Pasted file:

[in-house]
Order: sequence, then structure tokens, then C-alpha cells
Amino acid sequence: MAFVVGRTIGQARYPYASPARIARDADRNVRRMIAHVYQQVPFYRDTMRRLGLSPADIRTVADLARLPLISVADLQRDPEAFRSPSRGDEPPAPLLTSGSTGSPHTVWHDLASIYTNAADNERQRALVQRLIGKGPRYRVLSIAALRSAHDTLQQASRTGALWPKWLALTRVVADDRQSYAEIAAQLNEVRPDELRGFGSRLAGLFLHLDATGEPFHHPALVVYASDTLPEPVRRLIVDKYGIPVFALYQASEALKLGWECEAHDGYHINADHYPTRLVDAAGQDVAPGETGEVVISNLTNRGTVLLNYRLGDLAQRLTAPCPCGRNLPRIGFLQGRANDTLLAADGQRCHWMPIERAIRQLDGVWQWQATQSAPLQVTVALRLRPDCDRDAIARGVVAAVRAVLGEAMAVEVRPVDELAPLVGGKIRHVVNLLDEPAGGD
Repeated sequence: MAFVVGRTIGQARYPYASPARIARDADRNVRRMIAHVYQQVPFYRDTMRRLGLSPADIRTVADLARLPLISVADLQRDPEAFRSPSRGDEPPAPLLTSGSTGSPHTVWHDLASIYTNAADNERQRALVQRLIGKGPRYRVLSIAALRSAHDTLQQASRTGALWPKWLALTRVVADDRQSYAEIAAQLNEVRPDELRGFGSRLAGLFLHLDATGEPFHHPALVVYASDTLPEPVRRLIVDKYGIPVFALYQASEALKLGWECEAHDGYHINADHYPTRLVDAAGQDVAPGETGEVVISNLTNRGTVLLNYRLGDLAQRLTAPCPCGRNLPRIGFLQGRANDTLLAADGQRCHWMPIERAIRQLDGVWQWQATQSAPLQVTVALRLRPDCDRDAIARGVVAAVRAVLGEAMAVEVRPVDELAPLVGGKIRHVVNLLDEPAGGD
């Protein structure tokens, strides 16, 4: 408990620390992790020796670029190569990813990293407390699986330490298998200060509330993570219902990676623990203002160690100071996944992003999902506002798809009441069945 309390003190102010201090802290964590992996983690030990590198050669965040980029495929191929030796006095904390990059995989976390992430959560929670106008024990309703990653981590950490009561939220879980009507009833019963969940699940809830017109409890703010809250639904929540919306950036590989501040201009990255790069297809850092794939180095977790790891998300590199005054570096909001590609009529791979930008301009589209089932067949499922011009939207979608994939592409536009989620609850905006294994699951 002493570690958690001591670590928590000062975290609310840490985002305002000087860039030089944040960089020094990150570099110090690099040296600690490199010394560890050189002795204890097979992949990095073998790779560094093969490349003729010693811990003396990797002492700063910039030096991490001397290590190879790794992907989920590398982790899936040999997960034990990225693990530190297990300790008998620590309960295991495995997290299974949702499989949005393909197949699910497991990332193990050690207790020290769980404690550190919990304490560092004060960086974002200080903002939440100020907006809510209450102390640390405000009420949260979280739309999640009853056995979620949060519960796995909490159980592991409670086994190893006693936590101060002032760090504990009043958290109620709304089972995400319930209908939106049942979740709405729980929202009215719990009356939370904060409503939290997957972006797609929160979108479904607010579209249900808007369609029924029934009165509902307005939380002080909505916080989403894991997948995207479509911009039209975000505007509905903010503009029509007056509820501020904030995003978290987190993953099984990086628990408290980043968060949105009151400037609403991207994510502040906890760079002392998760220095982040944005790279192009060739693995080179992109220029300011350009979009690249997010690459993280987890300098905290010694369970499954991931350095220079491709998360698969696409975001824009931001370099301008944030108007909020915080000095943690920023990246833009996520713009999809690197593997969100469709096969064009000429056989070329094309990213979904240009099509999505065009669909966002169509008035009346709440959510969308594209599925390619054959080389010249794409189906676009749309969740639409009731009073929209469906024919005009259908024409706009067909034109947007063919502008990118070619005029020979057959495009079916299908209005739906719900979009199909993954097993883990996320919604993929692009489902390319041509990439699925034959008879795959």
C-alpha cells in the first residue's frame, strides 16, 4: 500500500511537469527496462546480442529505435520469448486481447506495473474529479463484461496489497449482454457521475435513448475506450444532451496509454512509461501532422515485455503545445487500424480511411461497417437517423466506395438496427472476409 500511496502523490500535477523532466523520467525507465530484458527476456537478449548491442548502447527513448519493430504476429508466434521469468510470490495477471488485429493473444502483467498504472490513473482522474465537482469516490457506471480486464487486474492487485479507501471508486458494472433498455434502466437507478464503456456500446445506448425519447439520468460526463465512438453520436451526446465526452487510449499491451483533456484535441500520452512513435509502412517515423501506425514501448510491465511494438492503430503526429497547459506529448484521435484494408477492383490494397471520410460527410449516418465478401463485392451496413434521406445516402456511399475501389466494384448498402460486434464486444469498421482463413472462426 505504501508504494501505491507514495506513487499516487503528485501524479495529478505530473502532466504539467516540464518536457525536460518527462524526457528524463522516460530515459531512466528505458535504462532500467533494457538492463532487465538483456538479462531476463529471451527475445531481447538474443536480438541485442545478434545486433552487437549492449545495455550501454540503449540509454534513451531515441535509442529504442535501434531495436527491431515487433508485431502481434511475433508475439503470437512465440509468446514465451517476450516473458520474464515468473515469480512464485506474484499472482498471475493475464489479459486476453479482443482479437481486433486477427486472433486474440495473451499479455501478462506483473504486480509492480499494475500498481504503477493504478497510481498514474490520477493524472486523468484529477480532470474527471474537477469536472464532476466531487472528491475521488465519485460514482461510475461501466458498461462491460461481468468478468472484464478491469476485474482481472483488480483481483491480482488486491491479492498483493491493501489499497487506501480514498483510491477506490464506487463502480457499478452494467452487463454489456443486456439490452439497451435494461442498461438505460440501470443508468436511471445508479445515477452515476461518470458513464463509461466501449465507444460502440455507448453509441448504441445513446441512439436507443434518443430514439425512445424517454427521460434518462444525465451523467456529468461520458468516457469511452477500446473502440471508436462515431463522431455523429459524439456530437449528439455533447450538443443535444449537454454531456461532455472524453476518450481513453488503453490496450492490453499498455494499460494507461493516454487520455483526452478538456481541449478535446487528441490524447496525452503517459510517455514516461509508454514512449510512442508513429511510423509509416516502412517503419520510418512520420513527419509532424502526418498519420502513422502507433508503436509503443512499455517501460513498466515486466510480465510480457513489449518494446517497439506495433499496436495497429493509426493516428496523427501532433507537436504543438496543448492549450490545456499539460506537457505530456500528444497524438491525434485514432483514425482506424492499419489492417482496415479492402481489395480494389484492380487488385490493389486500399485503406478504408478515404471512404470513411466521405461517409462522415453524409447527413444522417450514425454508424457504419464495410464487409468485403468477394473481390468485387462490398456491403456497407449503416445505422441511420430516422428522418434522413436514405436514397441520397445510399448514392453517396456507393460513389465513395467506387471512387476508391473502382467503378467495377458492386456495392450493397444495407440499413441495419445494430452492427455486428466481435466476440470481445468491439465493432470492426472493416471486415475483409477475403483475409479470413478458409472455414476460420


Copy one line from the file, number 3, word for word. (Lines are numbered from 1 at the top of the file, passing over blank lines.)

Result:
Amino acid sequence: MAFVVGRTIGQARYPYASPARIARDADRNVRRMIAHVYQQVPFYRDTMRRLGLSPADIRTVADLARLPLISVADLQRDPEAFRSPSRGDEPPAPLLTSGSTGSPHTVWHDLASIYTNAADNERQRALVQRLIGKGPRYRVLSIAALRSAHDTLQQASRTGALWPKWLALTRVVADDRQSYAEIAAQLNEVRPDELRGFGSRLAGLFLHLDATGEPFHHPALVVYASDTLPEPVRRLIVDKYGIPVFALYQASEALKLGWECEAHDGYHINADHYPTRLVDAAGQDVAPGETGEVVISNLTNRGTVLLNYRLGDLAQRLTAPCPCGRNLPRIGFLQGRANDTLLAADGQRCHWMPIERAIRQLDGVWQWQATQSAPLQVTVALRLRPDCDRDAIARGVVAAVRAVLGEAMAVEVRPVDELAPLVGGKIRHVVNLLDEPAGGD